Aviva Pension Trustees UK and Aviva Wrap UK have been fined £8,246,800 for failing to have adequate controls and oversight of its outsourced providers.
In a statement today the Financial Conduct Authority revealed the two Aviva entities had broken rules in the Client Assets Sourcebook (CASS) which protect client money and custody assets if a firm becomes insolvent. Aviva breached requirements for firms to have adequate management, systems and controls, and properly safeguard clients' assets between 1 January 2013 and 2 September 2015.
It is the first case where a firm has broken CASS rules in relation to oversight failures of outsourced providers.
While there was no loss of client money or custody assets, the FCA said the failings are "serious" because the rules are in place to prevent this in the event of insolvency. Had Aviva suffered an insolvency event, there could have been losses due to not complying with the CASS rules.
The firm qualified for a 30% reduction in its fine after it agreed to settle at an early stage.
The Aviva entities had outsourced the administration of client money and external reconciliations for custody assets to third-party administrators (TPAs). However, Aviva failed to ensure it had adequate controls and oversight arrangements to effectively control these activities. The FCA said this led to the entities not sufficiently challenging the TPAs' internal controls, competence and resources.
It also failed to dedicate adequate resource and technical expertise to enable them to implement effective CASS oversight arrangements. This led to delayed detection and rectification of CASS risks and compliance issues.
The watchdog also said it discovered deficiencies with Aviva's internal reconciliation process which resulted in the under- and over-segregation of client money. During the period from 10 February 2014 to 9 February 2015 under-segregation peaked at £74.4m.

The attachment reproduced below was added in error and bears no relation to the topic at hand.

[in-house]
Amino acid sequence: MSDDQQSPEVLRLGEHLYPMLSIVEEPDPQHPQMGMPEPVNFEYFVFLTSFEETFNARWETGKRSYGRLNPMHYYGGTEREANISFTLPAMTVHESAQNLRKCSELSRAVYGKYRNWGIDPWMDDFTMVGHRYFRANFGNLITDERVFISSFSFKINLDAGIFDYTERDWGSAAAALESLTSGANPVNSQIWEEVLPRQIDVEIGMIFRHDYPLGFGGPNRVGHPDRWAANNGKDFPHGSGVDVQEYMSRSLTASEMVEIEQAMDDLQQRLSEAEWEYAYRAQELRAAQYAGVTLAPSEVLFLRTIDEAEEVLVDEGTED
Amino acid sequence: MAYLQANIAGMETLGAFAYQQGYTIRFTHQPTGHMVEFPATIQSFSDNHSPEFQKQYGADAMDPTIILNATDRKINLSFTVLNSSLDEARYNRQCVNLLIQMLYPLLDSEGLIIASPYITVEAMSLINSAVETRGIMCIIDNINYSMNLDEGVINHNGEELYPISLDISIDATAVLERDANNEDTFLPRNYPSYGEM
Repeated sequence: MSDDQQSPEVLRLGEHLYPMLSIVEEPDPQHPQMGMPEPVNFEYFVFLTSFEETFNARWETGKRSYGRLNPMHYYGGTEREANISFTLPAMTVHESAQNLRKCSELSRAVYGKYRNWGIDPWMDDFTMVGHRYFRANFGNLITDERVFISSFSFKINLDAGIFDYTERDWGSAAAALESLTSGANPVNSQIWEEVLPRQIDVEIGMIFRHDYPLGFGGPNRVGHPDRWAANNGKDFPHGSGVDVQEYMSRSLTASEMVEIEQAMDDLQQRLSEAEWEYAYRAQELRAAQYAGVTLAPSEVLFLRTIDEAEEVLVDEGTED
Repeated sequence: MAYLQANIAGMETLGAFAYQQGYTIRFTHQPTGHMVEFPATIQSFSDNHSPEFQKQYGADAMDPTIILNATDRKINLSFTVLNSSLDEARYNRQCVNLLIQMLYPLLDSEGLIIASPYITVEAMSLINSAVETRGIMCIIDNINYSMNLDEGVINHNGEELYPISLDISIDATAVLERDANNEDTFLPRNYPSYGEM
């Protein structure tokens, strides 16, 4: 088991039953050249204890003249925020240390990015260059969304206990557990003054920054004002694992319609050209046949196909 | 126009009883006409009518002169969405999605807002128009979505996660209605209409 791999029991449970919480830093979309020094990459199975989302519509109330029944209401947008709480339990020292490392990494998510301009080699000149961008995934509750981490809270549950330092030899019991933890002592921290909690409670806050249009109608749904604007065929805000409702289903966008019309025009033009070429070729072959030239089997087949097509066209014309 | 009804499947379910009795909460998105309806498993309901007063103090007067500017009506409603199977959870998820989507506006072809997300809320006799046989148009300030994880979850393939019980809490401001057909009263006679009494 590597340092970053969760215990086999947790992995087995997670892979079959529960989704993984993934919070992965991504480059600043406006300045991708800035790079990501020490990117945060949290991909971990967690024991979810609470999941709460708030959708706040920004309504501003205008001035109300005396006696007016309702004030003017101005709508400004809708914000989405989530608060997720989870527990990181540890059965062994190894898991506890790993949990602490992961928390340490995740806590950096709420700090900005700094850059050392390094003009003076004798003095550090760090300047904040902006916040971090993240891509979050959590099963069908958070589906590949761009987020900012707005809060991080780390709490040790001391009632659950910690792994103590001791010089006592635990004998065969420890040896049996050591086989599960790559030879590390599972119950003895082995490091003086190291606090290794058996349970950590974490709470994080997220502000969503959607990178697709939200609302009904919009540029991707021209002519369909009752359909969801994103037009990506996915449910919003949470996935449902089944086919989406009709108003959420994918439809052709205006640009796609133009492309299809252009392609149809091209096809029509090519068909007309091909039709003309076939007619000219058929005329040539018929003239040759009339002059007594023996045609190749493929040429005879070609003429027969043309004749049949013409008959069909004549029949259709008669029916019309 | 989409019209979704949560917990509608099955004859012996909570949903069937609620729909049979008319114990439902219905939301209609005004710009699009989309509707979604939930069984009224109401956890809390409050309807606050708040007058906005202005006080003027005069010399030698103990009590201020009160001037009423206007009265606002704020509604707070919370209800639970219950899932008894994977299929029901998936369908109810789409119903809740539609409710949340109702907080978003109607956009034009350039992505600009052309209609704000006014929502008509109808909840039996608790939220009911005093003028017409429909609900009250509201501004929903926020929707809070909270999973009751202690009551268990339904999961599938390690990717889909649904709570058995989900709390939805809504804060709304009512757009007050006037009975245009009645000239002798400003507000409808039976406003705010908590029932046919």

FCA director of enforcement and market oversight Mark Steward said other firms that outsource to TPAs should take heed:
"With outsourced arrangements firms remain fully responsible for compliance with our CASS rules. Firms are reminded that regulated activities can be delegated but not abdicated."
He added: "Other firms with similar outsourcing arrangements should take this as a warning that there is no excuse for not having robust controls and oversight systems in place to ensure their processes comply with our rules when CASS functions are outsourced.|"
The CASS rules require that companies holding customer money and assets ensure these are identified, recorded and held appropriately so they can be tracked, reconciled and returned to the customer when need.
Aviva UK Life chief executive officer Andy Briggs said: "We fully accept the findings of the FCA's review. This should not have happened and we are sorry. Aviva's customers have not suffered any loss and there has been no impact on advisers. We have addressed and resolved the issues identified.
"We have made improvements to ensure we have clear oversight of the processes undertaken on the adviser platform, and remain vigilant in our continued monitoring through a dedicated and expert team."
The firm has strengthened its governance and controls in relation to the administration of customer money and assets. It also recruited and established a specialist team focusing solely on oversight of customer money and assets processes.
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